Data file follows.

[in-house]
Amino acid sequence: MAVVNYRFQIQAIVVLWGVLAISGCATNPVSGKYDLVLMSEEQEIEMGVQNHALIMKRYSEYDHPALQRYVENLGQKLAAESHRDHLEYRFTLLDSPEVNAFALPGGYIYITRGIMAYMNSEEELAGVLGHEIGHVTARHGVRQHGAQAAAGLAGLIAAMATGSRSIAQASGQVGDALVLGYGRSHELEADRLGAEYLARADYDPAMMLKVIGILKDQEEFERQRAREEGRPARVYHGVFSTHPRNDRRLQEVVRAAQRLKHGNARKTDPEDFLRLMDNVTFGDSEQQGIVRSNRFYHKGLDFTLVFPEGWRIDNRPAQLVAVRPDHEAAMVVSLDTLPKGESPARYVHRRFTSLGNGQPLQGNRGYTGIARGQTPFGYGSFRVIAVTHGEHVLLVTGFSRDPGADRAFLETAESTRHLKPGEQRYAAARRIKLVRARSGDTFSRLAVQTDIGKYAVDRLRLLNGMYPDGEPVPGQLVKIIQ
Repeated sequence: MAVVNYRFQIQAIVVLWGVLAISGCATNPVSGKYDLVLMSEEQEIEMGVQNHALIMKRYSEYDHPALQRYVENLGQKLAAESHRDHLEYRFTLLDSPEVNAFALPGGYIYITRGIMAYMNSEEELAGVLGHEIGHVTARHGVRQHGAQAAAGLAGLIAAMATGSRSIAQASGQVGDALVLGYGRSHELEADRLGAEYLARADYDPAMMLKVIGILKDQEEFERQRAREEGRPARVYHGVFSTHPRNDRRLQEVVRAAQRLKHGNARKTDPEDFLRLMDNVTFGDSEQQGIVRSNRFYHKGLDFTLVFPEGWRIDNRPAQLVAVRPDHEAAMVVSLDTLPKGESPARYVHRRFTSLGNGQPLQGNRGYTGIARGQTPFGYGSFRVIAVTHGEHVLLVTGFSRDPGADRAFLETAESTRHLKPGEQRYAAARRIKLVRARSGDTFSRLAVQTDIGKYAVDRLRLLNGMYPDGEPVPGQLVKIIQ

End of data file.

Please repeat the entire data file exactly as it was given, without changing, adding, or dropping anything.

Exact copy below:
[in-house]
Amino acid sequence: MAVVNYRFQIQAIVVLWGVLAISGCATNPVSGKYDLVLMSEEQEIEMGVQNHALIMKRYSEYDHPALQRYVENLGQKLAAESHRDHLEYRFTLLDSPEVNAFALPGGYIYITRGIMAYMNSEEELAGVLGHEIGHVTARHGVRQHGAQAAAGLAGLIAAMATGSRSIAQASGQVGDALVLGYGRSHELEADRLGAEYLARADYDPAMMLKVIGILKDQEEFERQRAREEGRPARVYHGVFSTHPRNDRRLQEVVRAAQRLKHGNARKTDPEDFLRLMDNVTFGDSEQQGIVRSNRFYHKGLDFTLVFPEGWRIDNRPAQLVAVRPDHEAAMVVSLDTLPKGESPARYVHRRFTSLGNGQPLQGNRGYTGIARGQTPFGYGSFRVIAVTHGEHVLLVTGFSRDPGADRAFLETAESTRHLKPGEQRYAAARRIKLVRARSGDTFSRLAVQTDIGKYAVDRLRLLNGMYPDGEPVPGQLVKIIQ
Repeated sequence: MAVVNYRFQIQAIVVLWGVLAISGCATNPVSGKYDLVLMSEEQEIEMGVQNHALIMKRYSEYDHPALQRYVENLGQKLAAESHRDHLEYRFTLLDSPEVNAFALPGGYIYITRGIMAYMNSEEELAGVLGHEIGHVTARHGVRQHGAQAAAGLAGLIAAMATGSRSIAQASGQVGDALVLGYGRSHELEADRLGAEYLARADYDPAMMLKVIGILKDQEEFERQRAREEGRPARVYHGVFSTHPRNDRRLQEVVRAAQRLKHGNARKTDPEDFLRLMDNVTFGDSEQQGIVRSNRFYHKGLDFTLVFPEGWRIDNRPAQLVAVRPDHEAAMVVSLDTLPKGESPARYVHRRFTSLGNGQPLQGNRGYTGIARGQTPFGYGSFRVIAVTHGEHVLLVTGFSRDPGADRAFLETAESTRHLKPGEQRYAAARRIKLVRARSGDTFSRLAVQTDIGKYAVDRLRLLNGMYPDGEPVPGQLVKIIQ